Key Characteristics Of Interdisciplinary Research And Writing Handout

Allen F. Repko, author of Interdisciplinary Research: Theory and Process, notes that “interdisciplinarians typically describe the doing of interdisciplinary research as a ‘process’ rather than ‘method’ because process allows for greater methodological flexibility…” (2008, 12). In particular, he refers to interdisciplinary research as a decision-making process in which the researcher considers which disciplines—with their respective viewpoints, tools, and methodologies—might be pertinent to the problem, concept, or issue at hand, and then decides which insights from those disciplines are most useful for further developing “an integrated and purposeful understanding” (Repko 2008, 12).

Repko lists the key characteristics of interdisciplinary research and writing:

While interdisciplinary research provides certain advantages over disciplinary research, interdisciplinary researchers are also faced with challenges that a disciplinary researcher may not face.

As an interdisciplinary scholar and writer, you are making a commitment to deliberately and purposefully overcome these challenges by developing a program of study that strategically incorporates two or more disciplinary viewpoints to approach your key topic(s).

Your research and writing should embrace this approach as well. Whereas in writing for a specific discipline, you might adhere to a standard format and methodology (e.g., the scientific method or a lab report) to research your topic and write about it, when taking an interdisciplinary approach to your writing you will need to find the right balance of disciplinary perspectives to inform your analysis, and then simultaneously let those distinct disciplinary perspectives shine through while intertwining the two (or more) to make connections, observations, and conclusions that are only possible by building upon and between the disciplines. Sounds tough, doesn't it?

It is tough. And it takes practice to become an interdisciplinary thinker and writer. One of the first and most important steps you can take to become an interdisciplinary writer is to become a better critical thinker. Reading, thinking, and researching with a questioning mind will help reveal the holes in current knowledge about your topic left by single-disciplinary research. Doing so will also help you identify the valuable contributions that these disciplines provide. But, this does take a lot of work. You will have to do a lot of planning and background research to learn enough about several disciplines to be able to use their concepts and methodologies well.

As an interdisciplinarian, you will have to be especially aware of your audience when you write. In academic writing for a single discipline, the primary audience are peers in that discipline. This allows a writer to assume much more about her audience's knowledge of the theories, methodologies, and terminologies (jargon, if you will) used in academic discourse than you will be able to when writing for an interdisciplinary audience. Writing interdisciplinarily means learning to explain and apply multiple disciplinary principles in a way that integrates, not alienates readers from many backgrounds. Moreover, in interdisciplinary scholarship, you will find yourself writing for many different sets of audiences, depending on the objective of each piece you write. View the Determining Your Audience Handout for more information.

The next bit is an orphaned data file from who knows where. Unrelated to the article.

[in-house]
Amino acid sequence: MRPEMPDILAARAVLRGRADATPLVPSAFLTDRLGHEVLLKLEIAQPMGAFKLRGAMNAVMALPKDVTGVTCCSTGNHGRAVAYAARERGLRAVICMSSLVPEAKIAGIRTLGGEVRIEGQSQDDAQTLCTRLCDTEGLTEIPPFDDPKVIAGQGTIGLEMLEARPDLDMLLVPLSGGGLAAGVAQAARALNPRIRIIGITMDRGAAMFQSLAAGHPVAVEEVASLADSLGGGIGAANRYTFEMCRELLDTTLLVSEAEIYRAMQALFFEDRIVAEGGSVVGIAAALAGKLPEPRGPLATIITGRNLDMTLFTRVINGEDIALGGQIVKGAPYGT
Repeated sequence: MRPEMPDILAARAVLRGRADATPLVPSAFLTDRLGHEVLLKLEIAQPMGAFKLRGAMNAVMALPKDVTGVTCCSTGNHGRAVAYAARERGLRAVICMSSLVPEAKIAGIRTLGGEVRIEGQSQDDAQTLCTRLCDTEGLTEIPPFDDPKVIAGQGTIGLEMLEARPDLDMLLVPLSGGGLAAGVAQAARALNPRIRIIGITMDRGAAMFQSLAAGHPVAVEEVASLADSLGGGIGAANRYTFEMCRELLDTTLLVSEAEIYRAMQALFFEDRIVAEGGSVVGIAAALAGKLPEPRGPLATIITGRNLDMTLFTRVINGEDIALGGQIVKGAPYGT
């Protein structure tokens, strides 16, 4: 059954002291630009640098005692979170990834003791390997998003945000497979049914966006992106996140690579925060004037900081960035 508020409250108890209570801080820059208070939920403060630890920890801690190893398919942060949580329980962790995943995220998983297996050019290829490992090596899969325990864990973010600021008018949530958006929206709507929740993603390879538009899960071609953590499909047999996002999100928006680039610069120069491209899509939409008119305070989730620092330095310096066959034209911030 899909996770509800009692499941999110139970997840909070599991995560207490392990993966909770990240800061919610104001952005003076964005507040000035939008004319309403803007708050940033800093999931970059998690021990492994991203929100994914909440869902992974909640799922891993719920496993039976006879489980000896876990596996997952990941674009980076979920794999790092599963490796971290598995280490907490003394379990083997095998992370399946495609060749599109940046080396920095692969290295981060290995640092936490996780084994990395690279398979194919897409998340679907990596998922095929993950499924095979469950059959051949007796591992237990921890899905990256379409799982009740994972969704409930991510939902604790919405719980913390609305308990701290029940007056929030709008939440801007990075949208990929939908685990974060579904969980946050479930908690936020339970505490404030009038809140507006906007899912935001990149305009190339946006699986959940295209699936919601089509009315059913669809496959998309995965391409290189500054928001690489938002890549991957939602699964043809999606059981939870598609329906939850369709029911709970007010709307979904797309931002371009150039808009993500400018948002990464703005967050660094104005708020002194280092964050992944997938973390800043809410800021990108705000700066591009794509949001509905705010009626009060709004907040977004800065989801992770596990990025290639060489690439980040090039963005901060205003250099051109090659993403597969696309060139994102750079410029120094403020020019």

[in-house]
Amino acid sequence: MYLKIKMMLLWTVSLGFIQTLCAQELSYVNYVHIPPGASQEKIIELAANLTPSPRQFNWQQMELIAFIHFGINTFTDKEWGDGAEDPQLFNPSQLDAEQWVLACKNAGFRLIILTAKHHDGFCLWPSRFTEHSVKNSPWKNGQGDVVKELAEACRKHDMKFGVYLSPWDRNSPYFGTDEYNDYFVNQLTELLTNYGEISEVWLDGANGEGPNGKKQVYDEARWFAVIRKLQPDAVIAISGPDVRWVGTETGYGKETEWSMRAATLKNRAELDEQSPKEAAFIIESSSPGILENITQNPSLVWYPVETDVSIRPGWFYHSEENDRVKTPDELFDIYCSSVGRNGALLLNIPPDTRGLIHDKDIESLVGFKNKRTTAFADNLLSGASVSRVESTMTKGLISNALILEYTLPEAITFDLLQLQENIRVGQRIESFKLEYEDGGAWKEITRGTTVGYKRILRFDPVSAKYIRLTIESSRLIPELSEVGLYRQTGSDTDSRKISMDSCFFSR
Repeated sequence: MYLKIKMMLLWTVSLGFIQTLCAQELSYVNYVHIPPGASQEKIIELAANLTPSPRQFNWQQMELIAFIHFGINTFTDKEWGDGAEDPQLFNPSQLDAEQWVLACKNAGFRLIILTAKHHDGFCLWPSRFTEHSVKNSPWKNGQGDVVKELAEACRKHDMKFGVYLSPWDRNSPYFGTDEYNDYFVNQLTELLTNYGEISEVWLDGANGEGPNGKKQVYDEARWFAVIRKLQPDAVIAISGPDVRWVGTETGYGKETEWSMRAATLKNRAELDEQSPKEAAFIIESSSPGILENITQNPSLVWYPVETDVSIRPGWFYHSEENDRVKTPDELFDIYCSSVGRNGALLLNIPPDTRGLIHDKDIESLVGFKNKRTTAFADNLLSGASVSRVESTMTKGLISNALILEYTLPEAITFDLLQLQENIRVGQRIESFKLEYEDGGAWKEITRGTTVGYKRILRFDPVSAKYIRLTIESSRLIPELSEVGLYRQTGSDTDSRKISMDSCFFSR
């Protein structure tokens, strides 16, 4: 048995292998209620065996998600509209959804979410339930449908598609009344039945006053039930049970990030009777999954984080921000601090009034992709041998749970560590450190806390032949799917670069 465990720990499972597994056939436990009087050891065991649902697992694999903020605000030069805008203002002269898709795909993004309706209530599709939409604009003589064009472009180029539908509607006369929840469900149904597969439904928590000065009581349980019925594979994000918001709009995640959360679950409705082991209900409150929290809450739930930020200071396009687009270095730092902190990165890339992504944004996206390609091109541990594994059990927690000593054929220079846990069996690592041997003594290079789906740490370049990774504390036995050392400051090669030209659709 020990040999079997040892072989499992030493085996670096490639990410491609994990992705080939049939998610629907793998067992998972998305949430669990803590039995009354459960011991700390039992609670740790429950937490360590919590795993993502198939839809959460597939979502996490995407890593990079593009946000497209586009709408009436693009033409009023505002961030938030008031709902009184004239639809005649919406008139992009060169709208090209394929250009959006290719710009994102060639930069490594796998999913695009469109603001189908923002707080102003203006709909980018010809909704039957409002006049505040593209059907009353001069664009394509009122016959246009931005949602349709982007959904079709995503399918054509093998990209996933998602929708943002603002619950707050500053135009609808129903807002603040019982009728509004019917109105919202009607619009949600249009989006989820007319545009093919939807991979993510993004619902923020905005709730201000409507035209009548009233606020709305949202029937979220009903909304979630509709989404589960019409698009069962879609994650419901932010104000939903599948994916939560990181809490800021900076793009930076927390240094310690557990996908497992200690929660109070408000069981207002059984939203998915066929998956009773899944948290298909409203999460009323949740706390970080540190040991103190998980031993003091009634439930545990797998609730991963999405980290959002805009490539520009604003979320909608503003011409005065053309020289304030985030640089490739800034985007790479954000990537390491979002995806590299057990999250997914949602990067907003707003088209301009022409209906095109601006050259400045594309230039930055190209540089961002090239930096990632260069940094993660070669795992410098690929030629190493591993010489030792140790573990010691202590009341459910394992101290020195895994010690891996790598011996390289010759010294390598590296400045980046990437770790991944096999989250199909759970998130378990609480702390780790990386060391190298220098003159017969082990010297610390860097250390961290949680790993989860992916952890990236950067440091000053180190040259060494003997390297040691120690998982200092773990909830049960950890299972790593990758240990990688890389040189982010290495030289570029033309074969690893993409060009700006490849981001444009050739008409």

Finally, to help you get started in planning your program of study, research, and/or writing projects, take a look at Repko's 10 steps of the interdisciplinary research process:

  1. Define the problem or state the focus question
  2. Justify using an interdisciplinary approach
  3. Identify relevant disciplines
  4. Conduct a literature search
  5. Develop adequacy in each relevant discipline
  6. Analyze the problem and evaluate each insight into it
  7. Identify conflicts between insights and their sources
  8. Create or discover common ground
  9. Integrate insights
  10. Produce an interdisciplinary understanding of the problem and test it (2008, 142).

Needless to say, there is plenty of work involved in each of these steps. Your MALS core courses will help you articulate your key "focus question" as well as help you understand the foundations of interdisciplinary scholarship.

Works cited: Repko, Allen F. Interdisciplinary Research: Process and Theory. Thousand Oaks, CA: Sage, 2008.